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Starting a Session with session_start()
You need to explicitly start or resume a session unless you have changed your php.ini configuration file. By default, sessions do not start automatically. In php.ini, you will find a line containing the following:
session.auto_start = 0
By changing the value of session.auto_start to 1, you ensure that a session is initiated for every PHP document. If you don't change this setting, you need to call the session_start() function.
PHP uses files to store session data between requests so you should also check the session.save_path directive in your php.ini file. session.save_path defines the directory on your filesystem to which session files are saved. You should ensure that it exists and that your PHP process has permission to write to it:
session.save_path = "/tmp"
After a session has been started, you instantly have access to the user's session ID via the session_id() function. session_id() allows you to either set or get a session ID. Listing 20.1 starts a session and prints the session ID to the browser.
1: <?php 2: session_start(); 3: ?> 4: <!DOCTYPE html PUBLIC 5: "-//W3C//DTD XHTML 1.0 Strict//EN" 6: "http://www.w3.org/TR/xhtml1/DTD/xhtml1-strict.dtd"> 7: <html> 8: <head> 9: <title>Listing 20.1 Starting or Resuming a Session</title> 10: </head> 11: <body> 12: <?php 13: print "<p>Welcome, your session ID is ".session_id()."</p>\n\n"; 14: ?> 15: </body> 16: </html>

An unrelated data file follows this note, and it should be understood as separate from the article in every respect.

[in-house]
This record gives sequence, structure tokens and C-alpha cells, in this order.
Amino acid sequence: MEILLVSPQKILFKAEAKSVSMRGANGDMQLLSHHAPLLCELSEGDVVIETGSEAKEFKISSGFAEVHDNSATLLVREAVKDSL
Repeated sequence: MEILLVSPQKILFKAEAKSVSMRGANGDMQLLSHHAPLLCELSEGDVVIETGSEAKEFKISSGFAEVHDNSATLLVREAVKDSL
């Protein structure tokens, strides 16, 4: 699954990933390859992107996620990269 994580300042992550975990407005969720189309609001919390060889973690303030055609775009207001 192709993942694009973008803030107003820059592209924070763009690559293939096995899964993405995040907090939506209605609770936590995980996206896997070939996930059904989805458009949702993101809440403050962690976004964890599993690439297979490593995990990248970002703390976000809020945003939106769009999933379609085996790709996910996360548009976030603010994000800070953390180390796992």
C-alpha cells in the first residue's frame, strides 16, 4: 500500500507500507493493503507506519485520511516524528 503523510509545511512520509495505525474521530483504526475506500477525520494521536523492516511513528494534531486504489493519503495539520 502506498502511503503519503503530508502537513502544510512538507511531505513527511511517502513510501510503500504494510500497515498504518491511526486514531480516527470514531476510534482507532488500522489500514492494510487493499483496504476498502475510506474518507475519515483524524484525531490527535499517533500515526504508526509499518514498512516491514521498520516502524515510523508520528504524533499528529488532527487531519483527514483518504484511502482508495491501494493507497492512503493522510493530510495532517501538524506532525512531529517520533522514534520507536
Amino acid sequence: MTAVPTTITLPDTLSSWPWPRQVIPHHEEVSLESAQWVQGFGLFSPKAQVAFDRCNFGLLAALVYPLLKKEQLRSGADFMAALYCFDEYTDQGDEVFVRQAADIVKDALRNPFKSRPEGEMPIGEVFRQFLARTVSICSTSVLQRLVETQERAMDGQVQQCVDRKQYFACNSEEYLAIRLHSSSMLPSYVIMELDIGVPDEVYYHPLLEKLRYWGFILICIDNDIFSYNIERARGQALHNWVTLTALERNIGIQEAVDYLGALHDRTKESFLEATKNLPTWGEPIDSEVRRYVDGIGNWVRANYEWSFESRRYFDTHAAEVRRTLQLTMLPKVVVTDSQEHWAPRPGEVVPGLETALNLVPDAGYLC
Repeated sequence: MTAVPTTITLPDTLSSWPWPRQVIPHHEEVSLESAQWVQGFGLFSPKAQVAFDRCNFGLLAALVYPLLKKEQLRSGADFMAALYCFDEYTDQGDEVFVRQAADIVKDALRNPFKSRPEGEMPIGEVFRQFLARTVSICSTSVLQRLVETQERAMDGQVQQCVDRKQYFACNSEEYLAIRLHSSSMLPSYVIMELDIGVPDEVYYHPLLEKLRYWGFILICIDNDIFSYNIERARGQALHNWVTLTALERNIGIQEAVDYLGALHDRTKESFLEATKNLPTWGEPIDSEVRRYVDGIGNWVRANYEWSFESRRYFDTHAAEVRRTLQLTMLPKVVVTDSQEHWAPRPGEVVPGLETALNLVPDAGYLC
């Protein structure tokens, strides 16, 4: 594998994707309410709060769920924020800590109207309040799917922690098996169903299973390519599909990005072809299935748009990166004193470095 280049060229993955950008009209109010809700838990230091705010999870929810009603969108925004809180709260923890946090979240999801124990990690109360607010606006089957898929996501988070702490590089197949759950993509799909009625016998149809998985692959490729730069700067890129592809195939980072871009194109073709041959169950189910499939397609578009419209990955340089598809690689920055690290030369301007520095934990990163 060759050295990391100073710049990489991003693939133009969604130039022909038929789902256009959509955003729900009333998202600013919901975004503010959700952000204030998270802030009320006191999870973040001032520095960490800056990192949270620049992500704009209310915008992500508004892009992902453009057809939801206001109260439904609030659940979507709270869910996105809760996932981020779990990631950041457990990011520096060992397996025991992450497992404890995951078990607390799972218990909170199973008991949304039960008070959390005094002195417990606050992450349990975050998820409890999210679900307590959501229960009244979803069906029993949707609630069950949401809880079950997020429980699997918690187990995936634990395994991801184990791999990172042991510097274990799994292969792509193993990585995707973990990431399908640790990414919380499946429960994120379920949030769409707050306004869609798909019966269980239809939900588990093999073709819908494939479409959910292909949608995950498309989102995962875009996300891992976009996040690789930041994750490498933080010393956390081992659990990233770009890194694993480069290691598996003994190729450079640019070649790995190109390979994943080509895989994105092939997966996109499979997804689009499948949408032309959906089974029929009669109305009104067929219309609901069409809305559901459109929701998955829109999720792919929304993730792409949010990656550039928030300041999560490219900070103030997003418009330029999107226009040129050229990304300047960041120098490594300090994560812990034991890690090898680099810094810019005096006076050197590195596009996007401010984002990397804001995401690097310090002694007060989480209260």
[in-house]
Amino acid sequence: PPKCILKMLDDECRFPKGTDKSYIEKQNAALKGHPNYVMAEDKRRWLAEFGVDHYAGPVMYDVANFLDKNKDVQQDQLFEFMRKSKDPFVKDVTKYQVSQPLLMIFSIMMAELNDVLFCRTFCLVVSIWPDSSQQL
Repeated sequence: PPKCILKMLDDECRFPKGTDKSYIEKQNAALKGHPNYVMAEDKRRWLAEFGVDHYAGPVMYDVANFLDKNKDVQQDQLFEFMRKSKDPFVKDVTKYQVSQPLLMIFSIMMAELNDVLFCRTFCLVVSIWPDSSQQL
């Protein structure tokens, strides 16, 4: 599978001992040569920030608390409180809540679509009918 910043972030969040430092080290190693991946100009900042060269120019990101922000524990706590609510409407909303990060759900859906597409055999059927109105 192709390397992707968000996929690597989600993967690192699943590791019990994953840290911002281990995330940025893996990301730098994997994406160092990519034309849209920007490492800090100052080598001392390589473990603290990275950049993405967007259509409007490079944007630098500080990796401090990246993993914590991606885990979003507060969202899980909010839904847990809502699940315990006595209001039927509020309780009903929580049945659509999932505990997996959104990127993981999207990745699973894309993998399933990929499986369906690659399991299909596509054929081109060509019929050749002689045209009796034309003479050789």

When this script is run for the first time from a browser, a session ID is generated by the session_start() function call on line 2. If the page is later reloaded or revisited, the same session ID is allocated to the user. This presupposes, of course, that the user has cookies enabled on his browser. If you examine headers output by the script in Listing 20.1, you can see the cookie being set:
HTTP/1.1 200 OK Date: Tue, 26 Aug 2003 16:54:44 GMT Server: Apache/2.0.47 (Unix) PHP/5.0.0b1 X-Powered-By: PHP/5.0.0b1 Set-Cookie: PHPSESSID=b3228ce5e66834bc2ced42a899328796; path=/ Expires: Thu, 19 Nov 1981 08:52:00 GMT Cache-Control: no-store, no-cache, must-revalidate, post-check=0, pre-check=0 Pragma: no-cache Connection: close Content-Type: text/html; charset=ISO-8859-1
Because start_session() attempts to set a cookie when initiating a session for the first time, you need to call it before you output anything else to the browser. Notice that no expiry date is set in the cookie that PHP sets for the session. This means that the session remains current only as long as the browser is active. When the user restarts his browser, the cookie is not stored. You can change this behavior by altering the session.cookie_lifetime setting in your php.ini file. This defaults to 0, but you can set an expiry period in seconds. This causes an expiry date to be set for any session cookies sent to the browser.
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